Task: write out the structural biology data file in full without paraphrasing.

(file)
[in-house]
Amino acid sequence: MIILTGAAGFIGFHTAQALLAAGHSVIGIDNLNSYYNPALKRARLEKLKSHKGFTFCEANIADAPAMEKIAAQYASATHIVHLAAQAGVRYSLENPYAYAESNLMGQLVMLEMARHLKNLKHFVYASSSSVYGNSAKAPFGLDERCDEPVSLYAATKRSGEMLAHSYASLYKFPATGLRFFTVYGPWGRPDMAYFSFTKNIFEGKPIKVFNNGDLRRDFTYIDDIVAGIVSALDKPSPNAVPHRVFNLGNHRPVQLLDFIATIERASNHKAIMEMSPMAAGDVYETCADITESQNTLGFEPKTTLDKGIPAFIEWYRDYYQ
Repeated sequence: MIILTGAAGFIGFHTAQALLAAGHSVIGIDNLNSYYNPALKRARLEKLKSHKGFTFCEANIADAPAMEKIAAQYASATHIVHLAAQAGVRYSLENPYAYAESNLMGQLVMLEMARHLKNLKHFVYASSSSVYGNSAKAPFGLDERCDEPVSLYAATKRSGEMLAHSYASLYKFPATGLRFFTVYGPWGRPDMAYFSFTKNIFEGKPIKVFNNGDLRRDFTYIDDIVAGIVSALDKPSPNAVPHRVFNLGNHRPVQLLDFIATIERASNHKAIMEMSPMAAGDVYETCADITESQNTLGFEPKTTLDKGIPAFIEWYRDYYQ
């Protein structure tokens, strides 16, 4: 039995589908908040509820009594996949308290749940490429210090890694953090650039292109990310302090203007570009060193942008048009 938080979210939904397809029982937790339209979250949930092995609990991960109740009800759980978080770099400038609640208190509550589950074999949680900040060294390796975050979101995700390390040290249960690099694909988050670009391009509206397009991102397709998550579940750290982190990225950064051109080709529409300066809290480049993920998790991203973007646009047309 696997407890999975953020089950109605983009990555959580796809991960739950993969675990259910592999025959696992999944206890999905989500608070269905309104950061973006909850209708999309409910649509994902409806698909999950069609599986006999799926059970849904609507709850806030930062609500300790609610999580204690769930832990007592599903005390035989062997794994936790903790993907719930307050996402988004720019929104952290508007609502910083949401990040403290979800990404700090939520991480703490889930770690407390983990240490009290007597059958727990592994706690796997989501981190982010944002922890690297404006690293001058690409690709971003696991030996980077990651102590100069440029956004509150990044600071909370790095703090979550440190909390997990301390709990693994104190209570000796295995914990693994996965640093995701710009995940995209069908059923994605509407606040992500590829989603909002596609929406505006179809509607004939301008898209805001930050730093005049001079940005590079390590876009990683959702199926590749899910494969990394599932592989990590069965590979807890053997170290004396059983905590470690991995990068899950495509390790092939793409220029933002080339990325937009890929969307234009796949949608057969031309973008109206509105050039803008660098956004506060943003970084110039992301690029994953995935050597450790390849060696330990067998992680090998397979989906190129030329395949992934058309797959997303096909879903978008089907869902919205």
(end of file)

[in-house]
Amino acid sequence: MIILTGAAGFIGFHTAQALLAAGHSVIGIDNLNSYYNPALKRARLEKLKSHKGFTFCEANIADAPAMEKIAAQYASATHIVHLAAQAGVRYSLENPYAYAESNLMGQLVMLEMARHLKNLKHFVYASSSSVYGNSAKAPFGLDERCDEPVSLYAATKRSGEMLAHSYASLYKFPATGLRFFTVYGPWGRPDMAYFSFTKNIFEGKPIKVFNNGDLRRDFTYIDDIVAGIVSALDKPSPNAVPHRVFNLGNHRPVQLLDFIATIERASNHKAIMEMSPMAAGDVYETCADITESQNTLGFEPKTTLDKGIPAFIEWYRDYYQ
Repeated sequence: MIILTGAAGFIGFHTAQALLAAGHSVIGIDNLNSYYNPALKRARLEKLKSHKGFTFCEANIADAPAMEKIAAQYASATHIVHLAAQAGVRYSLENPYAYAESNLMGQLVMLEMARHLKNLKHFVYASSSSVYGNSAKAPFGLDERCDEPVSLYAATKRSGEMLAHSYASLYKFPATGLRFFTVYGPWGRPDMAYFSFTKNIFEGKPIKVFNNGDLRRDFTYIDDIVAGIVSALDKPSPNAVPHRVFNLGNHRPVQLLDFIATIERASNHKAIMEMSPMAAGDVYETCADITESQNTLGFEPKTTLDKGIPAFIEWYRDYYQ
């Protein structure tokens, strides 16, 4: 039995589908908040509820009594996949308290749940490429210090890694953090650039292109990310302090203007570009060193942008048009 938080979210939904397809029982937790339209979250949930092995609990991960109740009800759980978080770099400038609640208190509550589950074999949680900040060294390796975050979101995700390390040290249960690099694909988050670009391009509206397009991102397709998550579940750290982190990225950064051109080709529409300066809290480049993920998790991203973007646009047309 696997407890999975953020089950109605983009990555959580796809991960739950993969675990259910592999025959696992999944206890999905989500608070269905309104950061973006909850209708999309409910649509994902409806698909999950069609599986006999799926059970849904609507709850806030930062609500300790609610999580204690769930832990007592599903005390035989062997794994936790903790993907719930307050996402988004720019929104952290508007609502910083949401990040403290979800990404700090939520991480703490889930770690407390983990240490009290007597059958727990592994706690796997989501981190982010944002922890690297404006690293001058690409690709971003696991030996980077990651102590100069440029956004509150990044600071909370790095703090979550440190909390997990301390709990693994104190209570000796295995914990693994996965640093995701710009995940995209069908059923994605509407606040992500590829989603909002596609929406505006179809509607004939301008898209805001930050730093005049001079940005590079390590876009990683959702199926590749899910494969990394599932592989990590069965590979807890053997170290004396059983905590470690991995990068899950495509390790092939793409220029933002080339990325937009890929969307234009796949949608057969031309973008109206509105050039803008660098956004506060943003970084110039992301690029994953995935050597450790390849060696330990067998992680090998397979989906190129030329395949992934058309797959997303096909879903978008089907869902919205």